Economy, Business And Markets
0

Instability No More

Instability  No MoreInstability  No More

The government reiterated its vow to keep rial's value stable and prevent currency shocks to the Iranian economy recovering from deep recession.

"Henceforth foreign exchange volatility will be limited," Economy Minister Ali Tayyebnia said on Saturday.

The accord endorsed by a resolution of the United Nations, which limits Iran's nuclear program in exchange for the lifting of sanctions, and the release of Iran's assets frozen overseas, will boost the central bank.

The positive expectations resulting from the deal, coupled with President Hassan Rouhani government's better fiscal standing, have strengthened the government's hand in the foreign exchange market.

The volatile foreign exchange market has finished off many businesses in the past few years. Companies had no way of hedging against foreign exchange risk, as no currency swaps or futures are available in Iran. The country was in deep recession despite windfall oil revenues due to profligate government policies. Inflation ran rampant and financial sanctions imposed over Iran's nuclear energy program limited foreign exchange supply.

As the Central Bank of Iran was barred from the international banking system in 2012, it was poorly positioned to defend the rial and the currency took huge hits in the foreign exchange market. The rial was devalued in two phases, losing over 70% of its value over two year.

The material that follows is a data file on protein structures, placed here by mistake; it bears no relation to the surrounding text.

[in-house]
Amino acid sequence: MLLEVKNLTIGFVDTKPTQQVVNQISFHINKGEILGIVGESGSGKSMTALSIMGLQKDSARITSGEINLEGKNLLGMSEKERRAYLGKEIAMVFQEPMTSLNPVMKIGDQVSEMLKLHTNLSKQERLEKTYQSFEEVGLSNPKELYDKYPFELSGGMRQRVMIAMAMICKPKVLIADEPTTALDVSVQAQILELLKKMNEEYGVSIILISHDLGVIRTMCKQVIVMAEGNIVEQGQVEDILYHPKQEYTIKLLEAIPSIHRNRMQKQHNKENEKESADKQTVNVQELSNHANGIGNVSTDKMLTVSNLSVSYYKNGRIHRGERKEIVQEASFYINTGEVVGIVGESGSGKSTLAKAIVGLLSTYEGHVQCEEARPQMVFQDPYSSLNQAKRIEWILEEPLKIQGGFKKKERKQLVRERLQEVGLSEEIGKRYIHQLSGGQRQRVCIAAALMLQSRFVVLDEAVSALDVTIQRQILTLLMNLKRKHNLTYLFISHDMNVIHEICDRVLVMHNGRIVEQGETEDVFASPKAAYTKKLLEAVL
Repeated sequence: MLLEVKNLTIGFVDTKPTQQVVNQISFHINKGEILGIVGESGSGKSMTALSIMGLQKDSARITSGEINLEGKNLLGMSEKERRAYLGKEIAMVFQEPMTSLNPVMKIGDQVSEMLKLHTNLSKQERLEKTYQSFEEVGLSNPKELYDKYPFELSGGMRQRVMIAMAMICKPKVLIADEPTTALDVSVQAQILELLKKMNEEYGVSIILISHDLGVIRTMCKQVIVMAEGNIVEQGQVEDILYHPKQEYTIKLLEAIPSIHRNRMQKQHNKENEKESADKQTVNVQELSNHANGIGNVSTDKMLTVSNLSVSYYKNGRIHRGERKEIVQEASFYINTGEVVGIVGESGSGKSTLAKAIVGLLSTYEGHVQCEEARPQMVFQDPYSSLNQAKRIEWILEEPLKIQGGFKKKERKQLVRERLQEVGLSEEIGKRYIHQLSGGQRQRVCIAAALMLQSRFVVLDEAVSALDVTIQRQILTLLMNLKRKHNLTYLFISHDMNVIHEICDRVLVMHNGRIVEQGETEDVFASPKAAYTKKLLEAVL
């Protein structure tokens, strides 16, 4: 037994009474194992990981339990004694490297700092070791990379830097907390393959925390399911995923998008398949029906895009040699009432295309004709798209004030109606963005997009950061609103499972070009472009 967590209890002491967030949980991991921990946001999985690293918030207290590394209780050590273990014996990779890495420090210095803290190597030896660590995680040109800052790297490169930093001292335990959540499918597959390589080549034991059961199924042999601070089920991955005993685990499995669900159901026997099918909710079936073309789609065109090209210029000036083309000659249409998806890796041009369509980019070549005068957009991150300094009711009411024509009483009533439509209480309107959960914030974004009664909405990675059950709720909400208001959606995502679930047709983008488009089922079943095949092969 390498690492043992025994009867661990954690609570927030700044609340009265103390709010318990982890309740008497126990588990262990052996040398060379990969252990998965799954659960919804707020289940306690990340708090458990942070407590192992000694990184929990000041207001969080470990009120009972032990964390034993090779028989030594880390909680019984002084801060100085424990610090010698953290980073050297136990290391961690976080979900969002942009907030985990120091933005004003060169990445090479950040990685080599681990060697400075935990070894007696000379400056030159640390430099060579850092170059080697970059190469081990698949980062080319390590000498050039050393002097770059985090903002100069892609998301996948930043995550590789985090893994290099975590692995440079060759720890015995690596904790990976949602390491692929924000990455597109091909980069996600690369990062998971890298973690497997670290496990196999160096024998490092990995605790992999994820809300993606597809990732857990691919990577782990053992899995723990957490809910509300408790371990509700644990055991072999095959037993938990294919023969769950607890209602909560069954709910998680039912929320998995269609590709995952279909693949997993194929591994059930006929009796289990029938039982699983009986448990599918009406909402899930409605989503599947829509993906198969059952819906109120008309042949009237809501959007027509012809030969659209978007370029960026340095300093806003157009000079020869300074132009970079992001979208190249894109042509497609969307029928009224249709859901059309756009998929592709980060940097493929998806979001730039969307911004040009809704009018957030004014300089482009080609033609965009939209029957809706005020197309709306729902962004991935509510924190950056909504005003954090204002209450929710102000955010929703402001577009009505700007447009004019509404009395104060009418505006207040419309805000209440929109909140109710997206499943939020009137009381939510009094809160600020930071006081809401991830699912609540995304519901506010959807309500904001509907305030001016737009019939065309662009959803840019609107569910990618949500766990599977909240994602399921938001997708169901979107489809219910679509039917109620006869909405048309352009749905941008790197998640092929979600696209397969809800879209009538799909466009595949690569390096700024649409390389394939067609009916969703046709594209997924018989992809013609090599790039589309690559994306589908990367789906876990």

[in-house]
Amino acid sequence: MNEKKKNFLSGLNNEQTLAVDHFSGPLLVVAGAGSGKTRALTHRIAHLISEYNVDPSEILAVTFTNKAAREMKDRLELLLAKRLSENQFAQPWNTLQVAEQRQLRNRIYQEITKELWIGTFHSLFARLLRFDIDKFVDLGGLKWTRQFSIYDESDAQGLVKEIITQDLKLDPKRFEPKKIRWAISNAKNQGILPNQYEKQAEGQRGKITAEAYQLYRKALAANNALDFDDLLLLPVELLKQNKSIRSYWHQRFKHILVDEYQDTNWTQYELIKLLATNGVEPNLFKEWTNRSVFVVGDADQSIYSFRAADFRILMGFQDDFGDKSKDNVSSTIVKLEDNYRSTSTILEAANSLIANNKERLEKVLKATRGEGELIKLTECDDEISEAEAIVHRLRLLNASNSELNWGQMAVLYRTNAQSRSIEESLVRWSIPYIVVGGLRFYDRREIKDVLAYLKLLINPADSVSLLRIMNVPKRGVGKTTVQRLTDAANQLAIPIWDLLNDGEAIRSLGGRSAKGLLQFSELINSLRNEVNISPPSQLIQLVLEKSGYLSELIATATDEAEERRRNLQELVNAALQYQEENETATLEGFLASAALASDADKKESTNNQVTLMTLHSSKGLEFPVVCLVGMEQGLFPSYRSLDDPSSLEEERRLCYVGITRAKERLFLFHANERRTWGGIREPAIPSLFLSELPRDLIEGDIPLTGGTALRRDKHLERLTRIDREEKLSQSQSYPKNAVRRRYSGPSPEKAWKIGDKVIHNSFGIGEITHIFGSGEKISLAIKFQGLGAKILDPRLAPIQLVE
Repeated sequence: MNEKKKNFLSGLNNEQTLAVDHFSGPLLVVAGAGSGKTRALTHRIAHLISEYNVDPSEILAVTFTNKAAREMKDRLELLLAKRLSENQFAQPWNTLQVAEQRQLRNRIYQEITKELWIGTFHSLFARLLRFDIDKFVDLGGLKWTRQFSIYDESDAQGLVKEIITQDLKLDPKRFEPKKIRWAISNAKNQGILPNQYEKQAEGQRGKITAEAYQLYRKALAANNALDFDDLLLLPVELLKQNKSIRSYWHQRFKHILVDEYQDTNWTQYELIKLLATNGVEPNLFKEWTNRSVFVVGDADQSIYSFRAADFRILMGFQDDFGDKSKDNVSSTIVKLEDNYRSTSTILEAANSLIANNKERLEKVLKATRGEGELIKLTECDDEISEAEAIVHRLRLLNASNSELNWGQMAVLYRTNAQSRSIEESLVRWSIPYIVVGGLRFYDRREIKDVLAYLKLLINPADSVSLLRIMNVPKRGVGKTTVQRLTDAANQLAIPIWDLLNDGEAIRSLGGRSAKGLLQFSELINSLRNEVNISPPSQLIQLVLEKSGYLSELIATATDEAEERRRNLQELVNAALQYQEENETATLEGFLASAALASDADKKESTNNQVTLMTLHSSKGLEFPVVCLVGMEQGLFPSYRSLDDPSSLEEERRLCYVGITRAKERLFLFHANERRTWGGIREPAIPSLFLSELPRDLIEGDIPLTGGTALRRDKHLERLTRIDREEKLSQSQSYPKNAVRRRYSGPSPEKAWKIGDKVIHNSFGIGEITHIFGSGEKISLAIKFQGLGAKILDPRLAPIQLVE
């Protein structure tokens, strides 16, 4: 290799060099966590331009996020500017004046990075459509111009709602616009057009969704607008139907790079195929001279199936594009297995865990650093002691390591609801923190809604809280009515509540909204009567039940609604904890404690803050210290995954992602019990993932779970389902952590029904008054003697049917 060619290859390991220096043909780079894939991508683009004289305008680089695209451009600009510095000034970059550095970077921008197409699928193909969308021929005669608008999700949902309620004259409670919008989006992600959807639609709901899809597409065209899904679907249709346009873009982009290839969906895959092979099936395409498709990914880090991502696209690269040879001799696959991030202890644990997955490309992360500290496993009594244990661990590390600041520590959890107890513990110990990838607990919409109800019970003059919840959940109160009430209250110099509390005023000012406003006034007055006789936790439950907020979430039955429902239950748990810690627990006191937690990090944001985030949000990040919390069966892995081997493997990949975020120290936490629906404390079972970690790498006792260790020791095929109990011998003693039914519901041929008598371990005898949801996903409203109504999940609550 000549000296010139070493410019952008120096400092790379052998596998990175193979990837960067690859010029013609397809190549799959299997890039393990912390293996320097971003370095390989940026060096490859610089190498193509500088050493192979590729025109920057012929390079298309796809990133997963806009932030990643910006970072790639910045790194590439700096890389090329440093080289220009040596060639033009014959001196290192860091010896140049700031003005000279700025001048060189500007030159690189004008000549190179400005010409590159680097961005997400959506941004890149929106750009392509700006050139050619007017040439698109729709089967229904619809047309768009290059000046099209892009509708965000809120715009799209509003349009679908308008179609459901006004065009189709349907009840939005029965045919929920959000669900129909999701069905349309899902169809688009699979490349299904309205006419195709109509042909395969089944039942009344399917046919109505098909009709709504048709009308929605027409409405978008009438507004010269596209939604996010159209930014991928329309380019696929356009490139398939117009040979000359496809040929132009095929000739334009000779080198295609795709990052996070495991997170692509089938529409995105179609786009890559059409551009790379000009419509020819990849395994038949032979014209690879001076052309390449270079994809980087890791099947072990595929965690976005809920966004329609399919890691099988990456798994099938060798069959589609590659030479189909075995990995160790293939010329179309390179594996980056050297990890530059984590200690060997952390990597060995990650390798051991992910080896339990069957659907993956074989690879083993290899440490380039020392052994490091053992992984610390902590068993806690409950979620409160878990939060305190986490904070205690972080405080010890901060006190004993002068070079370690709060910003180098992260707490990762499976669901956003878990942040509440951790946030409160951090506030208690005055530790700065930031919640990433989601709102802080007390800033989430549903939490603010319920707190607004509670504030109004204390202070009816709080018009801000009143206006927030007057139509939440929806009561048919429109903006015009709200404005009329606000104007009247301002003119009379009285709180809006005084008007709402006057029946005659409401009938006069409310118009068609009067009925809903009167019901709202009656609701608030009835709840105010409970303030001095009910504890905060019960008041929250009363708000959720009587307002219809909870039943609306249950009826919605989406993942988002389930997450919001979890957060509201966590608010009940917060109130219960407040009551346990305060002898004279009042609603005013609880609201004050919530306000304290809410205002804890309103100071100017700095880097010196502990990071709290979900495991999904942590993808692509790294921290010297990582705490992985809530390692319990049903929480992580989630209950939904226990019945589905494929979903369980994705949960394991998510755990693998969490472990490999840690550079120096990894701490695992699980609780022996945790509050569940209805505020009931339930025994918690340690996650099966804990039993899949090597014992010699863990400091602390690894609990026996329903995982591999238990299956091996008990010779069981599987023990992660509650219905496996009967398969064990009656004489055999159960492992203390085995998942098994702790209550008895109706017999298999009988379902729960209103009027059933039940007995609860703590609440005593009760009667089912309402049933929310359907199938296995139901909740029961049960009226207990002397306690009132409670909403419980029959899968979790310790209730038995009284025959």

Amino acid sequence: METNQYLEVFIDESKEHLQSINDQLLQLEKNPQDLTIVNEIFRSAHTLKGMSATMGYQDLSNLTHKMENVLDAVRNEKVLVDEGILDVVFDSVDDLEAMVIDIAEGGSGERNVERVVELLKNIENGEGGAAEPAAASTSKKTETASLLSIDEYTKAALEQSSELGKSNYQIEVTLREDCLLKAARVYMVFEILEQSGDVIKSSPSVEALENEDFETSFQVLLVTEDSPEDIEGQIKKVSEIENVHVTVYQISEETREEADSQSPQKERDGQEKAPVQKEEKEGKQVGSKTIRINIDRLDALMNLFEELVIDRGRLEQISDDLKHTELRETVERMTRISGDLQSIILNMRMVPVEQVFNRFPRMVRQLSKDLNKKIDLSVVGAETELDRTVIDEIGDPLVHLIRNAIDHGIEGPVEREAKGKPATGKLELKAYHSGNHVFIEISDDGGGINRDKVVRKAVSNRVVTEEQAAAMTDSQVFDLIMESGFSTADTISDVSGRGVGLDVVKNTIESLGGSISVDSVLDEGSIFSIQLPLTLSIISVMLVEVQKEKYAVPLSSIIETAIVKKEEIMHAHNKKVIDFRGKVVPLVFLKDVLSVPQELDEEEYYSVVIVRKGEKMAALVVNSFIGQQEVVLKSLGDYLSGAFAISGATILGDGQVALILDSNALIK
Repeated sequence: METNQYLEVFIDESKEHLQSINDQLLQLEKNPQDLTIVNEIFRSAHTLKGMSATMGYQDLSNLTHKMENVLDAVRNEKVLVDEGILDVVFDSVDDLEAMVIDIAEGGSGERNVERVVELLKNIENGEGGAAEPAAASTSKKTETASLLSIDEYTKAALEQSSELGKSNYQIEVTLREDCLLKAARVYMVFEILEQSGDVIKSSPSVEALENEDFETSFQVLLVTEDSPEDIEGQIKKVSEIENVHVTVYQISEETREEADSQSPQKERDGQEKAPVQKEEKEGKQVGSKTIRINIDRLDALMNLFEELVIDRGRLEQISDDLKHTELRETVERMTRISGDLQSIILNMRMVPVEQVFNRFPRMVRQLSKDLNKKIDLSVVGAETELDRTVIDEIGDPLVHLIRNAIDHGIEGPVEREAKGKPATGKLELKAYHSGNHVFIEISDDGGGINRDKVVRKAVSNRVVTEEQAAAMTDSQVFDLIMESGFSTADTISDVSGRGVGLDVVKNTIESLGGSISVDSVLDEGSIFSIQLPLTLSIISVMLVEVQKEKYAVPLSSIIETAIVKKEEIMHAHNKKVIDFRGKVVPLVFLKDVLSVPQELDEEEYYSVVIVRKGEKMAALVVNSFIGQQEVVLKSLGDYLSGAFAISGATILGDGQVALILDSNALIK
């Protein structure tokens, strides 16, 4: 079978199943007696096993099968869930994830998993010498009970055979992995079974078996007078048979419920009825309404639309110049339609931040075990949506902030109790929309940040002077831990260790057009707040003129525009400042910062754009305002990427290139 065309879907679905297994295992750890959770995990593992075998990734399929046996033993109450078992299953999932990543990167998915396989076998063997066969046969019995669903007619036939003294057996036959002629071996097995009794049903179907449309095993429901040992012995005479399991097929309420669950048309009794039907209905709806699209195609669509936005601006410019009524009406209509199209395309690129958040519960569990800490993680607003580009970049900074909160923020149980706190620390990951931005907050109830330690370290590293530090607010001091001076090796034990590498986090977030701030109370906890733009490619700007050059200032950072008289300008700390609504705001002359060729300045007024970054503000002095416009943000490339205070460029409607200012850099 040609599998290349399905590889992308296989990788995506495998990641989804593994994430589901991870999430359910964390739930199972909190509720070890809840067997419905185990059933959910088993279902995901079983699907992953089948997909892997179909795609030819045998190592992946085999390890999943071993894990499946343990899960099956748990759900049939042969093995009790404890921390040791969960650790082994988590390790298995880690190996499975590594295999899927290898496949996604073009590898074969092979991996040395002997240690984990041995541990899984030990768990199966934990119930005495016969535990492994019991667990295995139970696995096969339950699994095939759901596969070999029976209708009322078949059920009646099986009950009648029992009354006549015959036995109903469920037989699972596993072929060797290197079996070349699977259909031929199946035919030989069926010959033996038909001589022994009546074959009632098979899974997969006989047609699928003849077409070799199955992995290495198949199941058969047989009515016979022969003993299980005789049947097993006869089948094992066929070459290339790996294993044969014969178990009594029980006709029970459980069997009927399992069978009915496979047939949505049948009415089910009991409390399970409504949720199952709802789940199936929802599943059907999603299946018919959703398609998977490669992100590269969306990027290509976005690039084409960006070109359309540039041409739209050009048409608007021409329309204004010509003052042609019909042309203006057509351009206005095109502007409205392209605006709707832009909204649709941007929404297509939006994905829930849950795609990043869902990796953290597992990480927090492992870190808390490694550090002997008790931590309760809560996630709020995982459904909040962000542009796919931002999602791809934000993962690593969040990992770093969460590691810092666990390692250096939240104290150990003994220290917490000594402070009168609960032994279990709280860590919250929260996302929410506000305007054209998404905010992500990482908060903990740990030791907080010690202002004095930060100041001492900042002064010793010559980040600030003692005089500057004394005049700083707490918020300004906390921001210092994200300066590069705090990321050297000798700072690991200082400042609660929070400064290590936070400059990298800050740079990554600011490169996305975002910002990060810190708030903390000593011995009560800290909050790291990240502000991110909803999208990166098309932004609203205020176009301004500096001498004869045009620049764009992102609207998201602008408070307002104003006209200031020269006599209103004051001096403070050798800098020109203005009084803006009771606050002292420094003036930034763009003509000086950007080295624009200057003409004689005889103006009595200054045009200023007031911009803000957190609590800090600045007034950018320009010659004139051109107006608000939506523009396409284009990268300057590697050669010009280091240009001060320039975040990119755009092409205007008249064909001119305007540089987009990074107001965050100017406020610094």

The government was forced to adopt a multiple exchange rate regime, whereby the central bank offered two different exchange rates at a discount to the market rate. Due to the bank's limited resources, the official rates were offered only for importing essential goods. Prompting companies to look to Tehran's bureaux de change for their needs, exposing them to the volatile exchange rates.

Now things have taken a turn for the better and the government is doing its best to prevent volatility by trading in the open market and controlling the flow of capital.

"Our notion is to limit foreign exchange volatility, but we cannot give numbers for it," said the minister. "And if anyone gives a number for the appreciation of the rial, they are lying."

"We follow a managed float exchange rate regime. In this system, foreign exchange rates are neither decided by the government nor by the central bank, but via economic forces in the market."

Financialtribune.com